The stunning profile picture of my friend standing on top of a mountain, making me fight sensations of vertigo, virtually shouts in my face how adventurous he is, climbing up that high and casually resting his arm on an ice axe.

Another friend often shares her online quiz scores, mostly related to current politics and geography – at the first glance advertising this “fun” quiz but eventually demonstrating her knowledge on these topics.

People almost build an identity online, and the topics they chose for communication usually resonate with the image they would like people to have about them.

3. To grow and nourish our relationships

Social media is exactly what its name suggests: social.

If it wasn’t for the people on these platforms like Facebook, LinkedIn, Twitter, or Instagram, it would just be a sad, empty space with no updates other than changes in terms and conditions.

Social media gives us the option to stay connected with people we might otherwise not be in touch with – a friend we met on our high school year when we were 17, uncle Peter who lives on the other side of the country, or that nice group of people who were forming a running club on Wednesdays. Sharing information with people that have the same interests help form and nourish relationships and are easy ways to find connections.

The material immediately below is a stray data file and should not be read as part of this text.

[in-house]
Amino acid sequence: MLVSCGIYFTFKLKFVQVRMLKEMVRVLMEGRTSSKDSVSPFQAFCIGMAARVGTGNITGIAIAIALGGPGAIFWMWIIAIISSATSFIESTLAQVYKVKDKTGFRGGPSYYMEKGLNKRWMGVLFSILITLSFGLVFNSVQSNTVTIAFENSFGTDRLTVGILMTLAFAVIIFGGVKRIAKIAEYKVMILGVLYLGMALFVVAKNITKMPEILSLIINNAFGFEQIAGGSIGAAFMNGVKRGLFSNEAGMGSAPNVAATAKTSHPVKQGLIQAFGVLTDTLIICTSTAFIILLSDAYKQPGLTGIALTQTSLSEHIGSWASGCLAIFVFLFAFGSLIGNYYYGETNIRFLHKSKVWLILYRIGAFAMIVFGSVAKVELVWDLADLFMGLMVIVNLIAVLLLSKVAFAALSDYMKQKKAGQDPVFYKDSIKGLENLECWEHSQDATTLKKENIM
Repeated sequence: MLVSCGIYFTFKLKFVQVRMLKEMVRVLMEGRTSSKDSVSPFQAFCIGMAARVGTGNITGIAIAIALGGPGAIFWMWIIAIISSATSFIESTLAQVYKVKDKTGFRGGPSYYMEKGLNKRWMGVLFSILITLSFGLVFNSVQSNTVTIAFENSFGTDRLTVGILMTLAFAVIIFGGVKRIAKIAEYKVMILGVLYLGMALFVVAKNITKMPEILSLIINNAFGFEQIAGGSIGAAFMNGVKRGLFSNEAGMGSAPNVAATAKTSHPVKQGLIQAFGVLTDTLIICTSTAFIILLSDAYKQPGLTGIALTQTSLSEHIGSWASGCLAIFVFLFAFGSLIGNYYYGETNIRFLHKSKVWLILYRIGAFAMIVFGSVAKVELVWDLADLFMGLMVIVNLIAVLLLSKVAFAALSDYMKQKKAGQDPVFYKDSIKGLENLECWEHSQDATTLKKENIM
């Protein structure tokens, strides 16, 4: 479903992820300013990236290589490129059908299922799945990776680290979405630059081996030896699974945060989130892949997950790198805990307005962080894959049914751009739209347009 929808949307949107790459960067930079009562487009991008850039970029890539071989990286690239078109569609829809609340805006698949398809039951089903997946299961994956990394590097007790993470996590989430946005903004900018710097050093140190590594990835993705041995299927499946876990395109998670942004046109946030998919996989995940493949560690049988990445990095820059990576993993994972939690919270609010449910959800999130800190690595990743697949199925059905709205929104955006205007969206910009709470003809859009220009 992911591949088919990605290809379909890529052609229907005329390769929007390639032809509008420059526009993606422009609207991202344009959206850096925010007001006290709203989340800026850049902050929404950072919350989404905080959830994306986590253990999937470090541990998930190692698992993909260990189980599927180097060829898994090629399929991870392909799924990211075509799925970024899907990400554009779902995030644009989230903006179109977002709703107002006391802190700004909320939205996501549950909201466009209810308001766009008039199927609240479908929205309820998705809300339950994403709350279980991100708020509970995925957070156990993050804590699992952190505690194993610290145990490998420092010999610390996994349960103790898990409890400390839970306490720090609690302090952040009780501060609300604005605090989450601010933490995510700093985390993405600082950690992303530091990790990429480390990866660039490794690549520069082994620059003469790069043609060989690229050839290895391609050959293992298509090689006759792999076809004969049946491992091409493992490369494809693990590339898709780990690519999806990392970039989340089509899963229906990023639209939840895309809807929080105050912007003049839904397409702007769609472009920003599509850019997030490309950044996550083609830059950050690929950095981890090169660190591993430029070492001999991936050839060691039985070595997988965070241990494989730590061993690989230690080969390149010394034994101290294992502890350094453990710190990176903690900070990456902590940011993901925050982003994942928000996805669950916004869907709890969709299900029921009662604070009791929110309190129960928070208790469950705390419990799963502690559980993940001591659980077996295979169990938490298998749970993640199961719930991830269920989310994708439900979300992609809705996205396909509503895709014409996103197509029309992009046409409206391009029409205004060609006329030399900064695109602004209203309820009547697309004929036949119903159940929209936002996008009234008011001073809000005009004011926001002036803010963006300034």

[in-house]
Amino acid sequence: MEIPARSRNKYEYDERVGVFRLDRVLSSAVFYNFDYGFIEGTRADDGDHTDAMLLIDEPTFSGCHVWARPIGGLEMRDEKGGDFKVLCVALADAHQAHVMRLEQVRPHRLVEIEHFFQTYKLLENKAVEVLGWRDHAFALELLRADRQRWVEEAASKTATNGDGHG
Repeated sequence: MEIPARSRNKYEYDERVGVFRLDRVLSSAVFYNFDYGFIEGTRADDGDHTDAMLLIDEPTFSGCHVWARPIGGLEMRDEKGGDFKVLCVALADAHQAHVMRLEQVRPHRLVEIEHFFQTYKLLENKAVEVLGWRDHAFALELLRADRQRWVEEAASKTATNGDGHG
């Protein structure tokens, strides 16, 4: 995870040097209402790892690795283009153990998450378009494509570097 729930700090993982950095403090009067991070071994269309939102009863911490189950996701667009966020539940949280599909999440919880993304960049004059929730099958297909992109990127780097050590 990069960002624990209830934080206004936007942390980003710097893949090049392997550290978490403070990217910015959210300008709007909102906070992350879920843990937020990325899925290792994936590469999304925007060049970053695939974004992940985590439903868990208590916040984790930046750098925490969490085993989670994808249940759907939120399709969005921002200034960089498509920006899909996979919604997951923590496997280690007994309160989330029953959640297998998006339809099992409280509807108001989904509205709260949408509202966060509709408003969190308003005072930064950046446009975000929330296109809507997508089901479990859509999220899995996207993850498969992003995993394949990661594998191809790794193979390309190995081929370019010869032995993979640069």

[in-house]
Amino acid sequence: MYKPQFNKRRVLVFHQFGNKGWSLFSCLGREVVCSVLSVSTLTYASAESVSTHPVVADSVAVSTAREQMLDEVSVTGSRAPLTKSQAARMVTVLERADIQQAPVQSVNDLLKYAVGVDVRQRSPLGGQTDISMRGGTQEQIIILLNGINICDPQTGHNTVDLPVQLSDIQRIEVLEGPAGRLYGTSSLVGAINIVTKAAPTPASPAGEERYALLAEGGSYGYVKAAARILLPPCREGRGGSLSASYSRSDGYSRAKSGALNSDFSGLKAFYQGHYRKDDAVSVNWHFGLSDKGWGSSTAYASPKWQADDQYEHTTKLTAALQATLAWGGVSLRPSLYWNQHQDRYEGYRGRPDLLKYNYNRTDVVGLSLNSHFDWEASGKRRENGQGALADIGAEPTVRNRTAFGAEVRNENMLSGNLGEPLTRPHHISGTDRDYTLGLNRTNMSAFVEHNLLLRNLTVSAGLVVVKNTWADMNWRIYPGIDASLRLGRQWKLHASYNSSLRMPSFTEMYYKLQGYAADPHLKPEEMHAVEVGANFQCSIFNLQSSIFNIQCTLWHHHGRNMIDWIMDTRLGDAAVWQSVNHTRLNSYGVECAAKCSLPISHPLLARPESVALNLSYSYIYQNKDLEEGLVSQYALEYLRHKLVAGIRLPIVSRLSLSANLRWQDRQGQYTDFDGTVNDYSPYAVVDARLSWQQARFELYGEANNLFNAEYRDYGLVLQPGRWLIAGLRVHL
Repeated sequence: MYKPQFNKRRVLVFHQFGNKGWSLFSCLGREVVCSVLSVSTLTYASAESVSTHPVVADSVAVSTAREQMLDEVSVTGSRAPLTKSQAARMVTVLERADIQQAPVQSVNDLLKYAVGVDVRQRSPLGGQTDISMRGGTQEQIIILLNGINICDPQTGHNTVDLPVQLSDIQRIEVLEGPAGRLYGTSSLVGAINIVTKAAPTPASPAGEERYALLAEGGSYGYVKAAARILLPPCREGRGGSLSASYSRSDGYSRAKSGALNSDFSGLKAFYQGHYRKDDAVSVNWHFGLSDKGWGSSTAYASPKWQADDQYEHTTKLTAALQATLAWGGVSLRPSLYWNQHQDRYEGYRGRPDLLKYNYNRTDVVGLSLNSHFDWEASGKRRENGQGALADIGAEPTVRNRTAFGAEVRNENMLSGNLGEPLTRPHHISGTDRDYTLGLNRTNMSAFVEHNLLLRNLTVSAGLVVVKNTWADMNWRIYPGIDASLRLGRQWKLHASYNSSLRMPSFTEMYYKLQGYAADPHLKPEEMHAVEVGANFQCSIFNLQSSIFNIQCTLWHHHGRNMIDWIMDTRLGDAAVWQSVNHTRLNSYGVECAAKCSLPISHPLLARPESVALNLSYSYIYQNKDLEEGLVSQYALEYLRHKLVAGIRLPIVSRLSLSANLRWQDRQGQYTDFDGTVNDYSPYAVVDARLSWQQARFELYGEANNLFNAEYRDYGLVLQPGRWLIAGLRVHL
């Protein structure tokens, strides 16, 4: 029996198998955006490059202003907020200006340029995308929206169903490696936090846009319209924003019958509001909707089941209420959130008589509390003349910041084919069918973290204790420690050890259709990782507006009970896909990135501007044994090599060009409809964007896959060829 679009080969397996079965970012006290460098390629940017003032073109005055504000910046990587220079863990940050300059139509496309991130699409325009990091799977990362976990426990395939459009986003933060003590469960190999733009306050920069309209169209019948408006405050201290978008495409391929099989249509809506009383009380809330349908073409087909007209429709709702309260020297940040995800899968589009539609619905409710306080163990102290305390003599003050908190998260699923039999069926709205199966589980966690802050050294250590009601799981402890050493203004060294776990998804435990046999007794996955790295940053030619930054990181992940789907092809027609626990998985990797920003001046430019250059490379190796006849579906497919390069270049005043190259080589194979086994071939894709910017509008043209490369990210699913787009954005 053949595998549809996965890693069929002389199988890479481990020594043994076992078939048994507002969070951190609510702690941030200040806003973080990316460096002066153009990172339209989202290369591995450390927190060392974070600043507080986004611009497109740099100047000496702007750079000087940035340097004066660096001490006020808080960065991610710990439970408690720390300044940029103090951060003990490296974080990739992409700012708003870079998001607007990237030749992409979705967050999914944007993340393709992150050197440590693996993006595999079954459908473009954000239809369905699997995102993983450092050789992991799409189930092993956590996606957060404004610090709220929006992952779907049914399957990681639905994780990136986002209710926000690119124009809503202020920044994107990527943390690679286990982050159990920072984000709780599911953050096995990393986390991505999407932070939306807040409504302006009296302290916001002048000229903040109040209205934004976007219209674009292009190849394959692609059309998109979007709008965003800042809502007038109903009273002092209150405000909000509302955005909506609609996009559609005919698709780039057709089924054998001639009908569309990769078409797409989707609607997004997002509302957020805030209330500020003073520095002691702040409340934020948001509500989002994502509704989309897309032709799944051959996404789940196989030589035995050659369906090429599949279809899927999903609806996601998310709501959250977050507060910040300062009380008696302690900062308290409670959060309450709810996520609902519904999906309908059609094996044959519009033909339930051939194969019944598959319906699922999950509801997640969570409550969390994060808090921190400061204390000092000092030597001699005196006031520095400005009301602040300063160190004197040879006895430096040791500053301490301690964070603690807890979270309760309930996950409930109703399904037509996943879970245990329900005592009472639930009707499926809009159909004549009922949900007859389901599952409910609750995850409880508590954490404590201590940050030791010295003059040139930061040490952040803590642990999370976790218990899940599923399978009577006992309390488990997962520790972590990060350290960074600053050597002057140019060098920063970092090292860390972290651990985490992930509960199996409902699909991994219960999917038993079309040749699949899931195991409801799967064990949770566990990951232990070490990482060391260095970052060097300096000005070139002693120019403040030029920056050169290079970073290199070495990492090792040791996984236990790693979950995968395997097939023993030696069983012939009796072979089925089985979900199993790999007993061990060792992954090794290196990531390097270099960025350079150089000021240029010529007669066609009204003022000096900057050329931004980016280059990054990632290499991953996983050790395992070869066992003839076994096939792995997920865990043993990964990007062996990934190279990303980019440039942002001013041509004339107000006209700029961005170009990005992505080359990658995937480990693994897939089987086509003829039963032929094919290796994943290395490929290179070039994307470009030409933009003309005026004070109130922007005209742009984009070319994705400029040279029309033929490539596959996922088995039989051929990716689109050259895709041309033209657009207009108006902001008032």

4. Self-fulfilment

Almost 70% of all participants stated that they shared information because it allowed them to feel more involved with the world. The sensation of being helpful and inspirational to others and getting feedback can make us feel valuable.

5. To get the word out about causes or brands

This point is maybe closest to what marketers are used to tailor their messages on social media. A 84% of all respondents share because it is a way to support causes or issues they care about – this is probably one of the more altruistic motives for sharing.

This classification doesn’t mean that there is always one sole reason for people to decide to share content. One share can be motivated by various factors.

Taking the link my friend shared on my Facebook wall as an example, we could assume that he might have been motivated to do so to

  • share the information about a new service which will most likely be valuable for me
  • define himself as being open and excited about living in a van in a vagabond-esque lifestyle
  • to nourish our relationship as posting this link on my wall shows that he has thought of me and wanted to include me in this activity
  • to be the first to discover this exciting trend and let everyone know about it